The Corruptions of Money

Why other people getting super-rich is bad news for you

Here’s a stab at idealism: that through regulation, suggestion and education, the impacts of the individual on the world should be those of one person, and should not be multiplied by the amount of money that they are able to spend. Like Ed Miliband, I haven’t read all of Piketty’s book, ‘Capital in the 21st Century’, but I am aware of the central argument: that when the return on capital is greater than the rate of economic growth over the long term, concentration of wealth in the hands of a few is inevitable. Intuitively this makes sense to me, and there is certainly plenty of evidence for it. There will always be arguments over what level of inequality is most desirable, but that’s not what I want to focus on here. Rather, this article is about the impacts of inequality, not the sufferings of the less well off, but the abuses of the wealthy, be they individuals or corporations. So let’s list some:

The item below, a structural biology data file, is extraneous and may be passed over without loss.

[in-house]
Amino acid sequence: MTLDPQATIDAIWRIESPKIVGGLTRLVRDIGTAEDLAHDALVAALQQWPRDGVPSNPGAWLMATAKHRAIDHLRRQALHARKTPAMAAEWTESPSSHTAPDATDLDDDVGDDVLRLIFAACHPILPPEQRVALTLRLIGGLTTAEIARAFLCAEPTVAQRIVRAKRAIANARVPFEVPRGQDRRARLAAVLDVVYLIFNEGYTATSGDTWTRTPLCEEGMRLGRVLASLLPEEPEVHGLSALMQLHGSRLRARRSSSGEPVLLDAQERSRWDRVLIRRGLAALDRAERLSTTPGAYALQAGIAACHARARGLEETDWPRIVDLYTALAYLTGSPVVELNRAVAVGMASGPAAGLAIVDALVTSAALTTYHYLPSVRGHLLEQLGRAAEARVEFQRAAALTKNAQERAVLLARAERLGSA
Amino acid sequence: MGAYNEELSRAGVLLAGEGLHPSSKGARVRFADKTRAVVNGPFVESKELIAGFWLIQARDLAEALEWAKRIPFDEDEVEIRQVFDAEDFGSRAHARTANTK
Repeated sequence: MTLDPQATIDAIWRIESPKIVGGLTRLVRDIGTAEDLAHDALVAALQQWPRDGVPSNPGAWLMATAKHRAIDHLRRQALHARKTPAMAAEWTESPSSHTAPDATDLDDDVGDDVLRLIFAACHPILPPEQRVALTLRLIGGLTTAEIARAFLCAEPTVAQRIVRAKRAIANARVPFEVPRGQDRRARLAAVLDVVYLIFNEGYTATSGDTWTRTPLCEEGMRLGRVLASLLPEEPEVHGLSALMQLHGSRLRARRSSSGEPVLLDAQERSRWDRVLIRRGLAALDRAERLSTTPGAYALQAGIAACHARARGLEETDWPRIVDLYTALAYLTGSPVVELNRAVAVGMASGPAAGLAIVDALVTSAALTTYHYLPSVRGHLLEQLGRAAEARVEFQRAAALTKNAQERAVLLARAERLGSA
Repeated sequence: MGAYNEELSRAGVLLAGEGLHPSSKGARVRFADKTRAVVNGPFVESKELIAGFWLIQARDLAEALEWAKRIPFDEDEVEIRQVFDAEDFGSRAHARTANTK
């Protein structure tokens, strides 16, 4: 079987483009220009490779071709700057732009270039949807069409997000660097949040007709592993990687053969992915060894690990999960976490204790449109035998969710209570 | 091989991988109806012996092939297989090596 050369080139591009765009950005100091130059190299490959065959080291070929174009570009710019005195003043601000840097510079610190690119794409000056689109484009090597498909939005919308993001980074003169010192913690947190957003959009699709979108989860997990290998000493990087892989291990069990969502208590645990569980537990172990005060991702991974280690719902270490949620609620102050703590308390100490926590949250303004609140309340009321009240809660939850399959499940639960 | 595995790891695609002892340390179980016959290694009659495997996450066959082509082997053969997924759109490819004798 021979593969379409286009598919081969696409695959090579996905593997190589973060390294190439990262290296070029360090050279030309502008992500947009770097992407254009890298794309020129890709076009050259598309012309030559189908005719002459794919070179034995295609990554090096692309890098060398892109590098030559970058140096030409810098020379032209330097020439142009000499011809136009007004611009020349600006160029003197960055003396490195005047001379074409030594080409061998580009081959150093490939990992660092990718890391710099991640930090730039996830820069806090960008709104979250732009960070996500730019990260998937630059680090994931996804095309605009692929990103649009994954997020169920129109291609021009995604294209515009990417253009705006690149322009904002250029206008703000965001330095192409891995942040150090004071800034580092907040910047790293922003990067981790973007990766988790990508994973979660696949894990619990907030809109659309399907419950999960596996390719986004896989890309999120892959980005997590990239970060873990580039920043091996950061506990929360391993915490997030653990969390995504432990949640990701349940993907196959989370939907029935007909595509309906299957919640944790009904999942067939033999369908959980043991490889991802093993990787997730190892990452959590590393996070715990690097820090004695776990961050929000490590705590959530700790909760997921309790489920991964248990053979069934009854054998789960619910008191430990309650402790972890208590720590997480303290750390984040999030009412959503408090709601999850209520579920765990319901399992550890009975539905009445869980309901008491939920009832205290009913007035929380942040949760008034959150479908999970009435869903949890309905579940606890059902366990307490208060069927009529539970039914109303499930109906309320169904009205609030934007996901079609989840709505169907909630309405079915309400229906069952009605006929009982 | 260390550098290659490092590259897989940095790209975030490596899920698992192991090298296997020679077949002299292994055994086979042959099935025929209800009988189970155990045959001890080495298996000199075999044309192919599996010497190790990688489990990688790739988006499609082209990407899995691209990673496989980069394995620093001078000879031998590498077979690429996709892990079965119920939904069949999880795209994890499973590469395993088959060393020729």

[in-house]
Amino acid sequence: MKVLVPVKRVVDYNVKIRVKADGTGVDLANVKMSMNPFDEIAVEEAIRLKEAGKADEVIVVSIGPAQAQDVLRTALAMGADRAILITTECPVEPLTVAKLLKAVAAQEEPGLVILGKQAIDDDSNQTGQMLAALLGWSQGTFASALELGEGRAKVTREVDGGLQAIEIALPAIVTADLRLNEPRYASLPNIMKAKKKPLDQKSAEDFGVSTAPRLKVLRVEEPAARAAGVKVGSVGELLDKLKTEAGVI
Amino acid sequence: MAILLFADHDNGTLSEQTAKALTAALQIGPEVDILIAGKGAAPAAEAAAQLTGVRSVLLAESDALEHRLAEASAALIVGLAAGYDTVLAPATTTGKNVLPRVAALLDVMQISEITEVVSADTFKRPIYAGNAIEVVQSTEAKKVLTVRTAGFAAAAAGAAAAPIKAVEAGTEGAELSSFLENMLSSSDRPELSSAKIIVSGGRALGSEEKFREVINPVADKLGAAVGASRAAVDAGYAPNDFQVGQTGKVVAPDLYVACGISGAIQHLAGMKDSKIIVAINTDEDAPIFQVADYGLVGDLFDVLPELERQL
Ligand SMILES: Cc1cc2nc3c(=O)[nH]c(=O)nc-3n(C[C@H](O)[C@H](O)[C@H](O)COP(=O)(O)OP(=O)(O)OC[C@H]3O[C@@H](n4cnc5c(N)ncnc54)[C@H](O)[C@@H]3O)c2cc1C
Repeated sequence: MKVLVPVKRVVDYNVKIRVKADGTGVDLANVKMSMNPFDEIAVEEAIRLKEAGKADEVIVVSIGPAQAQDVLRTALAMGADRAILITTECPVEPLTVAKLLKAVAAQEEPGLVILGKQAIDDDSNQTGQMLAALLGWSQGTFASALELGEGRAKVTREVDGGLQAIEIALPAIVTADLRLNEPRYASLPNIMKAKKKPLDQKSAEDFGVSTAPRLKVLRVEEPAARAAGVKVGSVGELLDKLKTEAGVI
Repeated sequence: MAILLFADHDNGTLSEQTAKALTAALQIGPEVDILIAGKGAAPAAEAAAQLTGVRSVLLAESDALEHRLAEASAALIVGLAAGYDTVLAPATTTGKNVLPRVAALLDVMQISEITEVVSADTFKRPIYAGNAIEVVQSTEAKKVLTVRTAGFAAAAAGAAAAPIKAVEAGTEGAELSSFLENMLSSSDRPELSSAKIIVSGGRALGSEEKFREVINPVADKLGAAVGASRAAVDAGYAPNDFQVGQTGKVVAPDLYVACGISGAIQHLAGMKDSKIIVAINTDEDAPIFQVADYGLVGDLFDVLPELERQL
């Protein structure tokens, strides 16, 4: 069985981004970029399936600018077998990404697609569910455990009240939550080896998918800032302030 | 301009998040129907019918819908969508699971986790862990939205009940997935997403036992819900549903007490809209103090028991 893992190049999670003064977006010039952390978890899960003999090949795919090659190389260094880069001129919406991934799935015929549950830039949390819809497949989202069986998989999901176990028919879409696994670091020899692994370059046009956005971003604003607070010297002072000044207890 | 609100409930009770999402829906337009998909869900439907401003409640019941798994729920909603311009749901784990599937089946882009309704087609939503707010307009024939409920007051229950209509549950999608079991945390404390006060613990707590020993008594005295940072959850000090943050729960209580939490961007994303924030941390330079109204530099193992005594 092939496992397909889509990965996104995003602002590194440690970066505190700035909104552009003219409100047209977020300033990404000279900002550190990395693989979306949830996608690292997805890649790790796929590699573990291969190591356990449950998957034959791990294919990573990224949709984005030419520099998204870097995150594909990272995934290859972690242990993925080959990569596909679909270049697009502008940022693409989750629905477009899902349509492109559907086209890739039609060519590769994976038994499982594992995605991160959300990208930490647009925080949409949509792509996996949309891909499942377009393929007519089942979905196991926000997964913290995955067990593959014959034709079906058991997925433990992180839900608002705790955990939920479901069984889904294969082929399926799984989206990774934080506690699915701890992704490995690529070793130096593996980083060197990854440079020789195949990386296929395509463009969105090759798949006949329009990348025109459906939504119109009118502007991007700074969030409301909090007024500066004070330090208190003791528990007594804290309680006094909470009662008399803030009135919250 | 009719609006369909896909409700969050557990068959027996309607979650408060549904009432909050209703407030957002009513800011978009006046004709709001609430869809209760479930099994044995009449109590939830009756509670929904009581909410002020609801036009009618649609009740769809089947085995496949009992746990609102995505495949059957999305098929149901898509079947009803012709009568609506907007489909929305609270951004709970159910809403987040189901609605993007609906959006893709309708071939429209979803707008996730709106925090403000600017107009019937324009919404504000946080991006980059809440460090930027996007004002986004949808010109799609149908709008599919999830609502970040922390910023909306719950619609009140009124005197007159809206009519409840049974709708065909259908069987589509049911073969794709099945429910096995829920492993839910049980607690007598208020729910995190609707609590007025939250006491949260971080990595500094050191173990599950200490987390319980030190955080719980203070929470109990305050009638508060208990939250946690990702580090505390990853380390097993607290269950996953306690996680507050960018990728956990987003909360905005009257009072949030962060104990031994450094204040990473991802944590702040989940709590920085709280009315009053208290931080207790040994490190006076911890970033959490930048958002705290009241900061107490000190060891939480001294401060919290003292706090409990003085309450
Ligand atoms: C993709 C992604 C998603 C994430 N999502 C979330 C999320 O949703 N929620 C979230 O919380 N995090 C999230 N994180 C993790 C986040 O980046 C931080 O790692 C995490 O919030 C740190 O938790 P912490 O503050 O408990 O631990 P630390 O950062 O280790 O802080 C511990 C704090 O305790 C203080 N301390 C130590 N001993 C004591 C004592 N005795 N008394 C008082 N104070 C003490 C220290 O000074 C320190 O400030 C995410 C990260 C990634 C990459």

1. A higher disposable income usually leads to a higher carbon footprint. This can be in experiences consumed, such as long haul air travel, or in products, such as expensive cars which have greater embodied energy from the manufacturing process than more basic models. And a high footprint means you are damaging the climate at everybody’s expense.

2. The corruption of the political system by large individual donations. This is difficult to avoid, even with US-style Political Action Committees. In Europe we have seen major scandals in Spain and Turkey, involving construction companies bribing the most powerful politicians. The German Chancellor Helmut Kohl had a slush fund, the origins of which he never revealed, while French president Jacques Chirac was found guilty of corruption charges relating to his time as mayor of Paris. Buying influence distorts democracy and renders elections less meaningful. To take an example, the interests of the average Conservative voter are unlikely to tally with the interests of their hedge-fund backers.